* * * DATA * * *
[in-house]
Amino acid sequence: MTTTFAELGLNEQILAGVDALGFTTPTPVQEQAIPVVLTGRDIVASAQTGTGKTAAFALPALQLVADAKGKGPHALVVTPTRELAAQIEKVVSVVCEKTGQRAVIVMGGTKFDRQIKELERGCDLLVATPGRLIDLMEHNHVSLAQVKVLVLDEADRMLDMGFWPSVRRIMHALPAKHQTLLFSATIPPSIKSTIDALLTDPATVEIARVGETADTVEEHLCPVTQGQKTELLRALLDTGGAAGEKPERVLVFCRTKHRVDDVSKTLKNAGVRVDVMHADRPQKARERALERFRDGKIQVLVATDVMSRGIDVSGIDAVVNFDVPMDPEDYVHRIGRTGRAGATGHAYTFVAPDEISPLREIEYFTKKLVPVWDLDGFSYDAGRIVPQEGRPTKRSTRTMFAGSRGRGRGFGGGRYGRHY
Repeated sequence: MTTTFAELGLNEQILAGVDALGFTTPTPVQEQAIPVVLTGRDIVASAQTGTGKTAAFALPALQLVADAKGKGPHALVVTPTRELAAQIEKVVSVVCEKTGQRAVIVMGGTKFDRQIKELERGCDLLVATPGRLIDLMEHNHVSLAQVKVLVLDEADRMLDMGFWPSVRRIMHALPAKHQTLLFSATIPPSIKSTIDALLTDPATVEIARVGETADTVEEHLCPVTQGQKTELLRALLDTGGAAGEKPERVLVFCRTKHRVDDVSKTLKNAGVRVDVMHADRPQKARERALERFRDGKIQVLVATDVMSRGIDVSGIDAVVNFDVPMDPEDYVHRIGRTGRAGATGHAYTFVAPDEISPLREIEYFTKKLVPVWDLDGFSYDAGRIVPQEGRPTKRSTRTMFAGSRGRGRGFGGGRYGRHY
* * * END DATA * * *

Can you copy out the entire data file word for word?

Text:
[in-house]
Amino acid sequence: MTTTFAELGLNEQILAGVDALGFTTPTPVQEQAIPVVLTGRDIVASAQTGTGKTAAFALPALQLVADAKGKGPHALVVTPTRELAAQIEKVVSVVCEKTGQRAVIVMGGTKFDRQIKELERGCDLLVATPGRLIDLMEHNHVSLAQVKVLVLDEADRMLDMGFWPSVRRIMHALPAKHQTLLFSATIPPSIKSTIDALLTDPATVEIARVGETADTVEEHLCPVTQGQKTELLRALLDTGGAAGEKPERVLVFCRTKHRVDDVSKTLKNAGVRVDVMHADRPQKARERALERFRDGKIQVLVATDVMSRGIDVSGIDAVVNFDVPMDPEDYVHRIGRTGRAGATGHAYTFVAPDEISPLREIEYFTKKLVPVWDLDGFSYDAGRIVPQEGRPTKRSTRTMFAGSRGRGRGFGGGRYGRHY
Repeated sequence: MTTTFAELGLNEQILAGVDALGFTTPTPVQEQAIPVVLTGRDIVASAQTGTGKTAAFALPALQLVADAKGKGPHALVVTPTRELAAQIEKVVSVVCEKTGQRAVIVMGGTKFDRQIKELERGCDLLVATPGRLIDLMEHNHVSLAQVKVLVLDEADRMLDMGFWPSVRRIMHALPAKHQTLLFSATIPPSIKSTIDALLTDPATVEIARVGETADTVEEHLCPVTQGQKTELLRALLDTGGAAGEKPERVLVFCRTKHRVDDVSKTLKNAGVRVDVMHADRPQKARERALERFRDGKIQVLVATDVMSRGIDVSGIDAVVNFDVPMDPEDYVHRIGRTGRAGATGHAYTFVAPDEISPLREIEYFTKKLVPVWDLDGFSYDAGRIVPQEGRPTKRSTRTMFAGSRGRGRGFGGGRYGRHY